Don’t use Google trademarks in a way that suggests a common, descriptive, or generic meaning.
That includes not using Google to refer to using a search engine in general, which I am also guilty of (e.g., telling someone to google something, when what I really mean is to perform an online search).

Because I love the Google company (not only because they use cute graphics around holidays on their websites but also because they are such a rockin' company), I formally apologize for misusing the Google name. However, along with that apology, I ask that the big wigs of the company reconsider the ban on using Google as parts of speech other than an adjective. It's just more convenient to tell someone, 'Go Google it!' Do you think they'll mind as long as I capitalize the verb to show it's a proper search engine I'm referring to?

Friday, June 25, 2010

Fall Schedule Finally Fixed!

With the flair of alliteration, I'm happy to announce that the fall schedule is finally fixed! Hooray! If you go to the fall schedule, you will now see that ENG 341: Introduction to Linguistics (MWF 10:00-10:50) and ENG 438: Forensic Linguistics (TR 9:30-10:45) are finally on the schedule. And that means you may now register for those courses.

Please get the word out because the only way the courses can run is if they get students registered. So please spread the good word that all linguistics courses are open for registration.

Also, if you're signed up for 344 (Structures of English) for the fall but do not necessarily need to take that course to fulfill your linguistics requirement (I'm specifically thinking of English majors out there), you might want to take a look at the other linguistics offerings for the fall.

The new courses should not have any prerequisites attached to them; that is, you should be able to register for them even if you haven't had 9 or more hours of English. If you have a problem registering because of prerequisites, please let us know immediately so we can get that fixed.

Thursday, June 24, 2010

lolcats: A new type of English?

I'm fascinated by the turns English takes, especially as the internet plays a bigger role in developments of language change. One change I've never quite understood, though, is the use of 'shortcuts' when texting or instant messaging someone. I don't understand how typing 'l8r' saves energy when it takes me longer to find and reach the appropriate number key than it would for me to type the 'ate' in the middle of the word. It also takes more energy for me to find the '^' key than it does for me to simply type 'up.' Since I don't see how shortcuts are actually shortcuts, I tend to think people use them to be "cool". I have obviously never been cool in the texting world, as I happily correctly punctuate and capitalize my sentences with words that are correctly spelled when I text.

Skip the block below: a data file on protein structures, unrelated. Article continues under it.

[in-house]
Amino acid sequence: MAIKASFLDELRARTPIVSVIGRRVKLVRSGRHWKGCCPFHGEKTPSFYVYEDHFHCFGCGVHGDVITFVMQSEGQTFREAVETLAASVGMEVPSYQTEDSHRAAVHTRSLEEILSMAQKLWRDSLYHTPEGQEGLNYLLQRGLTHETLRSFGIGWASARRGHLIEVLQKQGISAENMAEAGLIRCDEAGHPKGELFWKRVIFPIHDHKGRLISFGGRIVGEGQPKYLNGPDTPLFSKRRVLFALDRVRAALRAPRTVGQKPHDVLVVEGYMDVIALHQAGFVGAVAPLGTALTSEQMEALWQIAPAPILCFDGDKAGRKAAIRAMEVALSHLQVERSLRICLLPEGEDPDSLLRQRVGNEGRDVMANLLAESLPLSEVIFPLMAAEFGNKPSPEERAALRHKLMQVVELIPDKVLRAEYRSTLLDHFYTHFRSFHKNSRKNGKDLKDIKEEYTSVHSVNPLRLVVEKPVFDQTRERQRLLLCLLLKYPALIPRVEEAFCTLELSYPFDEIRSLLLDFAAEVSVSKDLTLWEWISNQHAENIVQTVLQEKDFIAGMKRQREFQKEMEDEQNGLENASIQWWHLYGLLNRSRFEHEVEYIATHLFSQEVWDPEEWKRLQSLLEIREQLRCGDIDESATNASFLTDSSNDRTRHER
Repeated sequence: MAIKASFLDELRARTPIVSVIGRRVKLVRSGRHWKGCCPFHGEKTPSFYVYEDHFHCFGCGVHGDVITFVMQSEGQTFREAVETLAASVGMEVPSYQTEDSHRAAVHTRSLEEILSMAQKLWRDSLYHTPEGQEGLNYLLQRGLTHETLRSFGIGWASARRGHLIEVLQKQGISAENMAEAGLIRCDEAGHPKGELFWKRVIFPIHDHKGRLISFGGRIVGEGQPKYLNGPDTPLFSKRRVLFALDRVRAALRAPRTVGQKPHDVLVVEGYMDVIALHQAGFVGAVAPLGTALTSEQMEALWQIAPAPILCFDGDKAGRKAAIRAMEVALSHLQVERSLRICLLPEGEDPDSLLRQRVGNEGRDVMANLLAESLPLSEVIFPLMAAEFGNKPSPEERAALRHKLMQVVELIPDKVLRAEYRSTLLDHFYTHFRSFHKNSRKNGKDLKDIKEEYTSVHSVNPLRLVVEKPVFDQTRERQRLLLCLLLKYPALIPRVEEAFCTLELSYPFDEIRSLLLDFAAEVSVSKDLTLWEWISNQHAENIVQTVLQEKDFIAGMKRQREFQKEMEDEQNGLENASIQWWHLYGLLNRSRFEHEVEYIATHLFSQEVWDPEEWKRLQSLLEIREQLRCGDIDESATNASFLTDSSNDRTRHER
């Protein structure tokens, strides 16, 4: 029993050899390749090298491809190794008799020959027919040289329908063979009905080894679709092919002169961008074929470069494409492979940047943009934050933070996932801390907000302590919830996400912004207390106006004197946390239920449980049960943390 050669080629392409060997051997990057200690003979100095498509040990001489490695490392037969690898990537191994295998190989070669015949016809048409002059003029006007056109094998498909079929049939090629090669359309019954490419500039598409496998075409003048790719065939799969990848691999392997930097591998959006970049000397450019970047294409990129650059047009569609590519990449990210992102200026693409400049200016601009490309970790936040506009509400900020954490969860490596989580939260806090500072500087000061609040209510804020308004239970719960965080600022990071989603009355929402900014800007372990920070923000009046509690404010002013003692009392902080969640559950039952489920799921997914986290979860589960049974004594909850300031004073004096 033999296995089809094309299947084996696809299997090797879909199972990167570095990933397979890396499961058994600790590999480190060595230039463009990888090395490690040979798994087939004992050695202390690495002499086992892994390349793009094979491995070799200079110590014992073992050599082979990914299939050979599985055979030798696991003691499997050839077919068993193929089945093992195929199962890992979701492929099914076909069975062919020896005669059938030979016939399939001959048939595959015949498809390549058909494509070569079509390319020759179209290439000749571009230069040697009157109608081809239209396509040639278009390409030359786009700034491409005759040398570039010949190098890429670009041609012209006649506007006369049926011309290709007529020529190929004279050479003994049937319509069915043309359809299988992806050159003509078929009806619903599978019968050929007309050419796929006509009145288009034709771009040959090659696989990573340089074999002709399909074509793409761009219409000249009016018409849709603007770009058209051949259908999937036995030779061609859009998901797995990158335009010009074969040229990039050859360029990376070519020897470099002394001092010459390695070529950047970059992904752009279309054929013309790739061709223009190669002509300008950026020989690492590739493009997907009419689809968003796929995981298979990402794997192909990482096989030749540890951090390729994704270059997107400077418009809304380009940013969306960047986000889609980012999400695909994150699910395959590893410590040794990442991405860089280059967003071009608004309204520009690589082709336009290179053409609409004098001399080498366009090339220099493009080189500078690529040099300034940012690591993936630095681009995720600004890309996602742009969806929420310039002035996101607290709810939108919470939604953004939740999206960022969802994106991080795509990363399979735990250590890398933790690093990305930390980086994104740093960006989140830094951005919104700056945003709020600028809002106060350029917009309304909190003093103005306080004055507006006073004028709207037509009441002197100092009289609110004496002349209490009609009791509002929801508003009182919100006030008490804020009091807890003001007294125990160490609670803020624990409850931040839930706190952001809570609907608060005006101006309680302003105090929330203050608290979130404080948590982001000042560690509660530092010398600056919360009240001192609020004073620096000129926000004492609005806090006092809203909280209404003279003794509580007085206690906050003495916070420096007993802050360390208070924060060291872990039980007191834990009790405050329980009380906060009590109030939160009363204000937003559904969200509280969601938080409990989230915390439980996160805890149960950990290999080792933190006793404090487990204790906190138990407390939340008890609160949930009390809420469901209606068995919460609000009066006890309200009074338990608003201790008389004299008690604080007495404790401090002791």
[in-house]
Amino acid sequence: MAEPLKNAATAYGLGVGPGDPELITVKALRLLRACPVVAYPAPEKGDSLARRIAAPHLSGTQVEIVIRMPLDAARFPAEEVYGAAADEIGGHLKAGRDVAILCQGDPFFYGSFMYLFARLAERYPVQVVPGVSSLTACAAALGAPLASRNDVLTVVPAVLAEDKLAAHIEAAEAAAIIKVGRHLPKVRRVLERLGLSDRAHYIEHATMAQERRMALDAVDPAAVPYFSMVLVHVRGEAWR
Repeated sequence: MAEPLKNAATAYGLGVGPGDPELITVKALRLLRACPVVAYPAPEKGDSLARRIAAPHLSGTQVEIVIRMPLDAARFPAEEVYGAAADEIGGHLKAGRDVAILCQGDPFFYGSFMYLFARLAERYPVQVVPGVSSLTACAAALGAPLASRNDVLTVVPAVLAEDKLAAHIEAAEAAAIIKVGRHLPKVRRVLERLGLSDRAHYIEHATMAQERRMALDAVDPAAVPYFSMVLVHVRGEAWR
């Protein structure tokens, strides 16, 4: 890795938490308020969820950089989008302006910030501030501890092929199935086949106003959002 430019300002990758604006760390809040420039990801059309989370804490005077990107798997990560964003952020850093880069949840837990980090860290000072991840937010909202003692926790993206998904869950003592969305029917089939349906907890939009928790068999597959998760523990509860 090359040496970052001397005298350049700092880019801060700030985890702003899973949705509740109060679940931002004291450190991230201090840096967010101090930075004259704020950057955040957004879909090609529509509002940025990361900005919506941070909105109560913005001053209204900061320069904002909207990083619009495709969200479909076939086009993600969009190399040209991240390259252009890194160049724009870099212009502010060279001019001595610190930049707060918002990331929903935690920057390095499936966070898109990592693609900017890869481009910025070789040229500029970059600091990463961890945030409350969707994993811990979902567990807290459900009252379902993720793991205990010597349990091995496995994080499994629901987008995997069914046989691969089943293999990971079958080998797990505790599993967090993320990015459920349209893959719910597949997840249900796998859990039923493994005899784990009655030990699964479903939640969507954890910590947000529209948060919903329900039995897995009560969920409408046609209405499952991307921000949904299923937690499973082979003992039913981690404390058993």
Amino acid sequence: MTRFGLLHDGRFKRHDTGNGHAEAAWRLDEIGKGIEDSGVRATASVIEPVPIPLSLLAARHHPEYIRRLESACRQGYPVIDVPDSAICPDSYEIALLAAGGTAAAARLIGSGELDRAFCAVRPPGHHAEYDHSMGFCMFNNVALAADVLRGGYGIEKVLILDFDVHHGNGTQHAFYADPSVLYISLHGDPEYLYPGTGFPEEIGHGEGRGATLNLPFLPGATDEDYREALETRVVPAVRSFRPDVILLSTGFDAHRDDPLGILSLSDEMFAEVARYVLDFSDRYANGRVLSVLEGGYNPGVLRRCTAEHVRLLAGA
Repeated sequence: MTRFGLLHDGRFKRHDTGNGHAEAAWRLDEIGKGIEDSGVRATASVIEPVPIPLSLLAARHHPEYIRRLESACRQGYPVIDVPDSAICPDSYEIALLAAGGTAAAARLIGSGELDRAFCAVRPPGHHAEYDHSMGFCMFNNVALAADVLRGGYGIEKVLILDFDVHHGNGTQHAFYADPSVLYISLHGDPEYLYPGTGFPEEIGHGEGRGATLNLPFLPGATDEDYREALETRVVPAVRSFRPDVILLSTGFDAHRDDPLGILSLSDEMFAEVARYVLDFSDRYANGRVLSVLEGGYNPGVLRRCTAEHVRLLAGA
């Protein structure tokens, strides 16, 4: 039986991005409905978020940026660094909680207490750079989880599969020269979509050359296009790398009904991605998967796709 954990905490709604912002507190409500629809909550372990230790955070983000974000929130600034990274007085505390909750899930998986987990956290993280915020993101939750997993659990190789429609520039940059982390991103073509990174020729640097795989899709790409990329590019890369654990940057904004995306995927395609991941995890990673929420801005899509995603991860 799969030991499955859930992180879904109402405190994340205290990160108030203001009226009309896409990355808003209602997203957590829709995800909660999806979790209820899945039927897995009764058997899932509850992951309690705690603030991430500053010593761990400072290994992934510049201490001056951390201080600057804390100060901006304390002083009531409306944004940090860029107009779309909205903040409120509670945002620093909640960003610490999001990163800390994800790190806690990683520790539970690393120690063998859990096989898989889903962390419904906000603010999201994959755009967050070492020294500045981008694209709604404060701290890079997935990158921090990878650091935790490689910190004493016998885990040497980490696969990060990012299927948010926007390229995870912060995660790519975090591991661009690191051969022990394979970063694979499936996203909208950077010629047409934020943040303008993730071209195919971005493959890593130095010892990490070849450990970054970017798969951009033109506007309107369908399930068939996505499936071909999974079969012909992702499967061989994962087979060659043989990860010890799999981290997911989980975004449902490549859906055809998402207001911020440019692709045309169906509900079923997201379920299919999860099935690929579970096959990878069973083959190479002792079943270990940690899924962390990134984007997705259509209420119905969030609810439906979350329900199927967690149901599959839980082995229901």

My students introduced me to an online site that takes English computer lingo to the next level: lolcats. On the site, you can find examples of English like this:
We r adding favorite buttons 2 sum classic lolz, so u can favorite dem!
I find it hilarious that in the middle of these sentences, you see words like 'sum' and 'awt' interspersed with correctly spelled 'adding' and 'favorite' and 'classic.' Why do 'sum' and 'awt' and 'dem' but not 'klasik' and 'favrit' (or some other shortened/changed spelling)?

Banner on 'lolcats' homepage, which is
Even the website's name, 'i can has cheez burger', has such a discrepancy: Why not use 'haz' instead of 'has'?

During the summer session, I have a student who wants to work with the language used with lolcats, so I'm looking forward to seeing what she uncovers in her investigation. In the meantime, I'll be staring at the words on the website, wondering why anyone would take the time to develop such crazy spellings for English words when English spelling is crazy enough as it is.

Saturday, May 8, 2010

Modern Family: A Treasure Trove of Linguistic Anomalies

The ABC show Modern Family is not only fun to watch but is also fun to think about ways we can use English words. This past Wednesday (5/5/10), the episode that aired (titled "Airport") had two such instances of word play that left me literally laughing out loud (or should I say "ROFL"?).